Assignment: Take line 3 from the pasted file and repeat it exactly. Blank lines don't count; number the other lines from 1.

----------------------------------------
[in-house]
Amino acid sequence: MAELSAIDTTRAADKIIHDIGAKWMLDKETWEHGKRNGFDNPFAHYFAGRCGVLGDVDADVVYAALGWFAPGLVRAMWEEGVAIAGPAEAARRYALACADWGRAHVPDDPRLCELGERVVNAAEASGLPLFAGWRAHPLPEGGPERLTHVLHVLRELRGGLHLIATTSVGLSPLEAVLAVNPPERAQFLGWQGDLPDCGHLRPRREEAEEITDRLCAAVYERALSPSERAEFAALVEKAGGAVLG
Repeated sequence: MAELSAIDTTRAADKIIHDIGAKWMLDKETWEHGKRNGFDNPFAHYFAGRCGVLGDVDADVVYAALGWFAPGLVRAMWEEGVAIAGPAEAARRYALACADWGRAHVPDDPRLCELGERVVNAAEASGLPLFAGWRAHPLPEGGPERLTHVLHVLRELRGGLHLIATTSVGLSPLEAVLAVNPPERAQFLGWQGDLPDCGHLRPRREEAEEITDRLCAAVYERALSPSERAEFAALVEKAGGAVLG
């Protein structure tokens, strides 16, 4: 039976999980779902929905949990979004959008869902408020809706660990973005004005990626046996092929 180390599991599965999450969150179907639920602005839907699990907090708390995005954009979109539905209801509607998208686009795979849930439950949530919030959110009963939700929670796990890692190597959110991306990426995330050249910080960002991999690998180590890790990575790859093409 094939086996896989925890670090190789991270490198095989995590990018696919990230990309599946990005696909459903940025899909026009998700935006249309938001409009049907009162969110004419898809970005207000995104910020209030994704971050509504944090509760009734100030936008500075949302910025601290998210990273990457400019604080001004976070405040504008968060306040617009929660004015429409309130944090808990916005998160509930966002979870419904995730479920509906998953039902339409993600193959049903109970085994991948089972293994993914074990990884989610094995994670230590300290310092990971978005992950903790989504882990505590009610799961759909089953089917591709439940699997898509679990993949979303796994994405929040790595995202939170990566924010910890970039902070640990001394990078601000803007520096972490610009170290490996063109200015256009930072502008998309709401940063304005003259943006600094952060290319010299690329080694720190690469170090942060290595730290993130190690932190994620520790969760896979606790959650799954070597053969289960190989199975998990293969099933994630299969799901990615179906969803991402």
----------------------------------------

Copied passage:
Repeated sequence: MAELSAIDTTRAADKIIHDIGAKWMLDKETWEHGKRNGFDNPFAHYFAGRCGVLGDVDADVVYAALGWFAPGLVRAMWEEGVAIAGPAEAARRYALACADWGRAHVPDDPRLCELGERVVNAAEASGLPLFAGWRAHPLPEGGPERLTHVLHVLRELRGGLHLIATTSVGLSPLEAVLAVNPPERAQFLGWQGDLPDCGHLRPRREEAEEITDRLCAAVYERALSPSERAEFAALVEKAGGAVLG